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Etymology 1[edit]


From Middle English socke, sokke, sok, from Old English socc (sock, light shoe, slipper), a West Germanic borrowing from Latin soccus (a light shoe or slipper, buskin), from Ancient Greek σύκχος (súkkhos, a kind of shoe), probably from Phrygian or from an Anatolian language. Beekes compares Avestan 𐬵𐬀𐬑𐬀 (haxa, sole of the foot).

Cognate with Scots sok (sock, stocking), West Frisian sok (sock), Dutch sok (sock), German Socke (sock), Danish sok, sokke (sock), Swedish sock, socka (sock), Icelandic sokkur (sock). Doublet of zocco.


sock (plural socks or (informal, nonstandard) sox)

  1. A knitted or woven covering for the foot.
  2. (historical, uncommon) Synonym of soccus, a light shoe worn by Ancient Greek and Roman comedic actors.
  3. A cat's or dog's lower leg that is a different color (usually white) from the color pattern on the rest of the animal.
    Synonym: mitten
  4. (Internet slang) A sock puppet.
  5. (aviation, informal) Ellipsis of windsock.
    • 1985 March 21, National Transportation Safety Board, “1.1 History of the Flight”, in Aircraft Accident Report: United Airlines Flight 663, Boeing 727-222, N7647U, Denver, Colorado, May 31, 1984[1], page 4:
      At 1331:58, UA Flight 757 reported that it was ready for takeoff on runway 35R. However, at 1332:05, 7 seconds later, it reported, "Ah, this is seven fifty seven, our sock sitting in front of us gives us a pretty good tail wind so we're not ready to go yet." The controller asked the flight to advise him when conditions were better.
  6. (firearms, informal) Ellipsis of gun sock.
Derived terms[edit]
Terms derived from sock (noun)
Terms derived from sock (verb)
  • French: socquette
    • Portuguese: soquete
  • Japanese: ソックス (sokkusu) < socks
  • Swahili: soksi < socks (plural)

Etymology 2[edit]

Onomatopoeic. Compare Portuguese soco ("a hit with one's hand; a punch").

Alternative forms[edit]

  • (W. Eng. dial.): zock



  1. The sound of a punch or powerful blow.
    • 1989 June 5, The Canberra Times, Australia Captial Territory, page 10, column 2:
      Whap, Biff, Ooooof, Sock, Pow, Zok! Batman is back. Gotham City is again leaving its law and order in the hands of a man who wears plastic underpants over his tights.


sock (third-person singular simple present socks, present participle socking, simple past and past participle socked)

  1. (slang, transitive) To hit or strike violently; to deliver a blow to.
    • 1925 July – 1926 May, A[rthur] Conan Doyle, “In which Professor Challenger Goes Forth to Battle”, in The Land of Mist (eBook no. 0601351h.html), Australia: Project Gutenberg Australia, published April 2019:
      "We must get the old dear out," said Lord Roxton to Malone. "He'll be had for manslaughter if we don't. What I mean, he's not responsible - he'll sock someone and be lagged for it."
    • 1951, J. D. Salinger, chapter 13, in The Catcher in the Rye, Boston, Mass.: Little, Brown and Company, →OCLC:
      What you should be is not yellow at all. If you're supposed to sock somebody in the jaw, and you sort of feel like doing it, you should do it.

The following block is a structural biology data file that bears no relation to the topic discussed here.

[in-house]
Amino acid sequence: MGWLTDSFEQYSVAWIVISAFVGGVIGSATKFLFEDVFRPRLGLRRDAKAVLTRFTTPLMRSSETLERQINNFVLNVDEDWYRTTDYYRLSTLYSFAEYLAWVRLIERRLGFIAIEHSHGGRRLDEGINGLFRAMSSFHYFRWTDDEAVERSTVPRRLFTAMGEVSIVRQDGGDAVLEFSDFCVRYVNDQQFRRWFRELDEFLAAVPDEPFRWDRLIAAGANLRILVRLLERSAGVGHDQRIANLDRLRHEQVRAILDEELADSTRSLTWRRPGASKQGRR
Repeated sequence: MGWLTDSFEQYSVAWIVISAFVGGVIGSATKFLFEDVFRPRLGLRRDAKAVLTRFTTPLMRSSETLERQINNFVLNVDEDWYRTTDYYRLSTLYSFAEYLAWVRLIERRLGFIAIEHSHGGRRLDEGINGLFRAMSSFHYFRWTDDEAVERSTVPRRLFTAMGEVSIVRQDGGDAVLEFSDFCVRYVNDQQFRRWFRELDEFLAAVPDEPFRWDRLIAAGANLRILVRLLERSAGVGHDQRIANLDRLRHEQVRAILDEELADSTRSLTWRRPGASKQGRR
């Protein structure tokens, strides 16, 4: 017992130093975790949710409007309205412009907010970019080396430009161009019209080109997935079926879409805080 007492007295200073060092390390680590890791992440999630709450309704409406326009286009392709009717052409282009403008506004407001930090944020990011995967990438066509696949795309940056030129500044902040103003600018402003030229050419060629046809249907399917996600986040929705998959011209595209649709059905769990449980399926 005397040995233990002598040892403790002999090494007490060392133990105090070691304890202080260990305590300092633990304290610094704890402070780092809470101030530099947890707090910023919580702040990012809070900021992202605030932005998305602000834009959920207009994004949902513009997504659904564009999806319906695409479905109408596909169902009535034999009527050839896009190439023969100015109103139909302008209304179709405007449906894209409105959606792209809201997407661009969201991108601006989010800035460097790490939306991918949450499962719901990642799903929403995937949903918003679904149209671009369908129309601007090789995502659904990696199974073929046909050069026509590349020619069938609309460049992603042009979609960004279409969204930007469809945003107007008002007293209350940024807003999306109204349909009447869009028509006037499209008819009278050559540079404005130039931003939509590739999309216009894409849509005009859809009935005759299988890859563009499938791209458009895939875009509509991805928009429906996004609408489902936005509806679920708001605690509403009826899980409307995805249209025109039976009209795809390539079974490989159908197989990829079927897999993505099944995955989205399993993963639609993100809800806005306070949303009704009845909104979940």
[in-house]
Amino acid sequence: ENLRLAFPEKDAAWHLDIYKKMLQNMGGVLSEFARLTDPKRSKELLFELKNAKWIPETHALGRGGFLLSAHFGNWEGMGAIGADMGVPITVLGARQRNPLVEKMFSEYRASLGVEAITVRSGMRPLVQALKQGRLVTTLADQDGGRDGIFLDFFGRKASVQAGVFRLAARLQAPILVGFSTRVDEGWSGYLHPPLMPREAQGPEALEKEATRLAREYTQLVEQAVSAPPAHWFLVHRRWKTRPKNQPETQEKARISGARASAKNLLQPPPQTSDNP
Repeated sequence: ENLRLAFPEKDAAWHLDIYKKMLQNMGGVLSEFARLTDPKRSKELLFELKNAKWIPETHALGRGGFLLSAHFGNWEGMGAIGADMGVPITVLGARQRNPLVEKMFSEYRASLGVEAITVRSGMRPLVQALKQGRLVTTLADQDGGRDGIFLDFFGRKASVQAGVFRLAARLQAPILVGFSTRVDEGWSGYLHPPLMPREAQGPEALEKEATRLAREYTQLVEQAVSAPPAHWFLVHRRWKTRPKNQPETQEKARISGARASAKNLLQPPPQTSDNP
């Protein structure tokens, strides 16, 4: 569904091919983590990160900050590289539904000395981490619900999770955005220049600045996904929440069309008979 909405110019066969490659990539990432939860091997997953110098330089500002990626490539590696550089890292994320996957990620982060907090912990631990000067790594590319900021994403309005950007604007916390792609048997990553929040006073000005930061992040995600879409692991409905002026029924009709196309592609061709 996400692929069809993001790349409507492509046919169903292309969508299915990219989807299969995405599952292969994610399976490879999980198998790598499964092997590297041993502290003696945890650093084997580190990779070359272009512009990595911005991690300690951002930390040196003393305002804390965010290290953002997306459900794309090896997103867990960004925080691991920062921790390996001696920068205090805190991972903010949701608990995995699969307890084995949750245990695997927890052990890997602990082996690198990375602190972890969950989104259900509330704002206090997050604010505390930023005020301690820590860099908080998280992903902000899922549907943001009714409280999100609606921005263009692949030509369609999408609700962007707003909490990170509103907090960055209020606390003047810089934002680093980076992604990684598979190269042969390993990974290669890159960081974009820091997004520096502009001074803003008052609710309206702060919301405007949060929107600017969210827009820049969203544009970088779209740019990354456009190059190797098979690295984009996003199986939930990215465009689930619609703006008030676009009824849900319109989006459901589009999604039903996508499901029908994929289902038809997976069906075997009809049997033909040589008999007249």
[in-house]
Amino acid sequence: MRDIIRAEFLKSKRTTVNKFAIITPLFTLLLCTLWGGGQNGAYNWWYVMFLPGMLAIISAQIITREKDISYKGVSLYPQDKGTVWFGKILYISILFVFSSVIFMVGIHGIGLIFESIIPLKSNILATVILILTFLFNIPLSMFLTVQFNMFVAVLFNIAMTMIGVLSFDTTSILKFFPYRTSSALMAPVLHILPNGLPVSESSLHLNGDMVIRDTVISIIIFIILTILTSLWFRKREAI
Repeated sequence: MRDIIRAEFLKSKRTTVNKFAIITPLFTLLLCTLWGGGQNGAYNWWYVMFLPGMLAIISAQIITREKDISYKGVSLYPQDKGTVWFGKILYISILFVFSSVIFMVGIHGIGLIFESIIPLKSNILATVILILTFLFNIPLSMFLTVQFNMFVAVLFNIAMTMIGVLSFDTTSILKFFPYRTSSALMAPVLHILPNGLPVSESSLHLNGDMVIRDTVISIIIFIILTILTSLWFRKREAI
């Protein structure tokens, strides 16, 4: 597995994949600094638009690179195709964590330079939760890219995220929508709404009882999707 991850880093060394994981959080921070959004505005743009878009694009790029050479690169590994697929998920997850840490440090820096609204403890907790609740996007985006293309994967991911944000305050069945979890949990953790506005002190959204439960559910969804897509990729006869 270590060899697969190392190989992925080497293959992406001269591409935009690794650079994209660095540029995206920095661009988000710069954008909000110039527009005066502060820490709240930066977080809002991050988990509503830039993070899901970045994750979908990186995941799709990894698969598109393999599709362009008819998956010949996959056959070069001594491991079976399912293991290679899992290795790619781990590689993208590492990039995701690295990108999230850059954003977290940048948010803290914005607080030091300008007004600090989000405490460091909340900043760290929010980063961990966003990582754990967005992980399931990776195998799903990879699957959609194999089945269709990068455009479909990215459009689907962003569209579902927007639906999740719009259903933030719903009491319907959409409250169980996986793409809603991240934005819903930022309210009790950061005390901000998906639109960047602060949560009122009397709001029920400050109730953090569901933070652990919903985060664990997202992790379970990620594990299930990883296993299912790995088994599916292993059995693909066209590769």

• 1951, James Jones, From Here to Eternity, Book Four:
      They may let you off the first time because you're new maybe. But the second time they'll sock it to you, give you a couple of days in the Hole, then throw you in Number Two.
    • 1961 November 10, Joseph Heller, “The Eternal City”, in Catch-22 [], New York, N.Y.: Simon and Schuster, →OCLC, page 428:
      He wondered how many people were destitute that same night even in his own prosperous country, how many homes were shanties, how many husbands were drunk and wives socked, and how many children were bullied, abused or abandoned.
    • 2015 August 1, Ed Vulliamy, quoting William F. Buckley Jr., “‘Don’t call me a crypto-Nazi!’ The lost heart of political debate”, in The Guardian[2]:
      As part of ABC’s coverage of the police “blue riot” that ensued in Chicago – batons cracking student skulls – Vidal calls Buckley a “crypto-Nazi” for justifying the brutality, to which Buckley snaps: “Listen to me you queer, stop calling me a crypto-Nazi or I’ll sock you in the goddamn face and you’ll stay plastered.”
  2. (slang, transitive) To throw.
Derived terms[edit]


sock (plural socks)

  1. (slang) A violent blow; a punch.


sock (not comparable)

  1. (slang, dated) Extremely successful.
    • 1960, Billboard magazine reviewer
      Sock performance on a catchy rhythm ditty with infectious tempo.
Derived terms[edit]
The translations below need to be checked and inserted above into the appropriate translation tables. See instructions at Wiktionary:Entry layout § Translations.

Etymology 3[edit]

From French soc


sock (plural socks)

  1. A ploughshare.
    • D. Brewster, The Edinburgh Encyclopaedia
      In Wexford, the beam is shorter than in any of the other counties, and the sock in general is of cast iron.

Etymology 4[edit]

From socket.


sock (plural socks)

  1. (computing, networking) Abbreviation of socket.




See socka


sock c

  1. sock


Declension of sock 
Singular Plural
Indefinite Definite Indefinite Definite
Nominative sock socken sockar sockarna
Genitive socks sockens sockars sockarnas

See also[edit]